This Film Identifies the Problems with Our Public Education System and Tells Us What We Must Change
Documentaries used to be painful to watch, not just because their content might often hit on an issue close to home, but because their picture quality was more like that of 16mm home movies than a feature film. That has changed, as evidenced in this feature film, Waiting for Superman, with its bright, colorful, and well-focused images. Only when the director occasionally, deliberately dips into the past, as in utilizing excerpts from the George Reeves Superman episodes, do we see anything of lesser quality than your average contemporary first-run romantic comedy. That it was passed over by the Academy Award nominating process this year is a mystery.
The idea here, from director Davis Guggenheim, who brought us the Academy Award-winning An Inconvenient Truth, is that our education system is broken, and though there are innovators who have found the answers to creating new and viable systems that would put the United States back near the top, old-style school unions have formed an almost impenetrable block to progress.
Guggenheim has structured his enlightening movie by focusing on five different students of different ages, from different cultural backgrounds. What they have in common is that they are underprivileged and must attend public schools in bad school districts. The film maintains that these institutions are merely failure factories and the facts back up an astonishingly large drop-out rate. The director then focuses on tenure issues, supported by the teachers' unions, which make it next to impossible to get rid of bad teachers and replace them with good ones.
Charter schools offer some hope. Guggenheim explores the success of the Harlem Success Academy, founded by Geoffrey Canada, KIPP LA Prep, and SEED in Washington, DC, an experimental boarding school. Students who manage to get into these schools thrive and almost all go on to college. But their enrollment is limited and filled by public lottery. It is painful to watch the lives of our five focus students end up as a game of chance. It’s more painful to realize that they are merely representative of hundreds relegated to failure in the name of education.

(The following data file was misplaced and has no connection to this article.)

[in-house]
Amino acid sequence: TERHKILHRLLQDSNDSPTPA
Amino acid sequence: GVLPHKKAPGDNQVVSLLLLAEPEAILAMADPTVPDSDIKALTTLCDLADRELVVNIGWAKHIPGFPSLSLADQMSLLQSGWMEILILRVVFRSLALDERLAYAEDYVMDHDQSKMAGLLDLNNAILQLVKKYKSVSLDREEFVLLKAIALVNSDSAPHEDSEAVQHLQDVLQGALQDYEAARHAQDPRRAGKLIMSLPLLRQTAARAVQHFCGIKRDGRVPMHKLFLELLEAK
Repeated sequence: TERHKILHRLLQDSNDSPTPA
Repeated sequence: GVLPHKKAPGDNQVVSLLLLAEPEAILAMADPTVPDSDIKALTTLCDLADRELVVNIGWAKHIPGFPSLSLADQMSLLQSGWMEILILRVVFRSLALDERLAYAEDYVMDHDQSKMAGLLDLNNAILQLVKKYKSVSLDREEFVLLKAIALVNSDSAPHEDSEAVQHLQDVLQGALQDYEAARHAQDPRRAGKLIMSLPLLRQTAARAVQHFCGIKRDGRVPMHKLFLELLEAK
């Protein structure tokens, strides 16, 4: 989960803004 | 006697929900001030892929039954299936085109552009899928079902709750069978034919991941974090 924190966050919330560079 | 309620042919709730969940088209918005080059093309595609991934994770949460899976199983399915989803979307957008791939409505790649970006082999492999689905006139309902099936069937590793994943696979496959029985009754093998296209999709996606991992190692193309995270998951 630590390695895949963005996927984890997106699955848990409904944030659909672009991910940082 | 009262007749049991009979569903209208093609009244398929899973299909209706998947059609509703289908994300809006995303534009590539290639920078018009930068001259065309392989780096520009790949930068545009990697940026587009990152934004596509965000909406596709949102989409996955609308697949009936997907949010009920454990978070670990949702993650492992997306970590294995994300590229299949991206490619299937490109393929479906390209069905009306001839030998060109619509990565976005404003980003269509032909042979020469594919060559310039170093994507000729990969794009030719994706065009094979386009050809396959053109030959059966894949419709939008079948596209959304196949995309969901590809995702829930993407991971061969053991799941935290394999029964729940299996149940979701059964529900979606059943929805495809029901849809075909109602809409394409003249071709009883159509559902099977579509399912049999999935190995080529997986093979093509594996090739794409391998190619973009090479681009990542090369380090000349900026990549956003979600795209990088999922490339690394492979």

As mentioned above, the Blu-ray picture is excellent. So is the sound, though most of it is in the front channels. Still, the tracks do a handsome job of reproducing John Legend’s "Shine," an end-credit song written specifically for this movie. The extras include four success stories that didn’t make the final cut, as well as "The Making of Shine," the story of how John Legend came to write the song, and what education means to him.
The release includes a gift card from DonorsChoose.org. Go to their website and you can redeem the card for $25 worth of materials to be sent to the classroom you choose to support. It might seem a small effort, but Guggenheim pulls no punches in stating who can solve this crucial problem: you. We can’t wait for Superman to solve this dilemma. He never will. The DonorsChoose.org gift may not seem like much, but it’s a start.
Be sure to watch for: The third deleted sequence is about educator Bill Strickland and his efforts to present something better than the usual public school to the students of Pittsburgh. The differences between what has become the norm and what could be are dramatic.
. . . Rad Bennett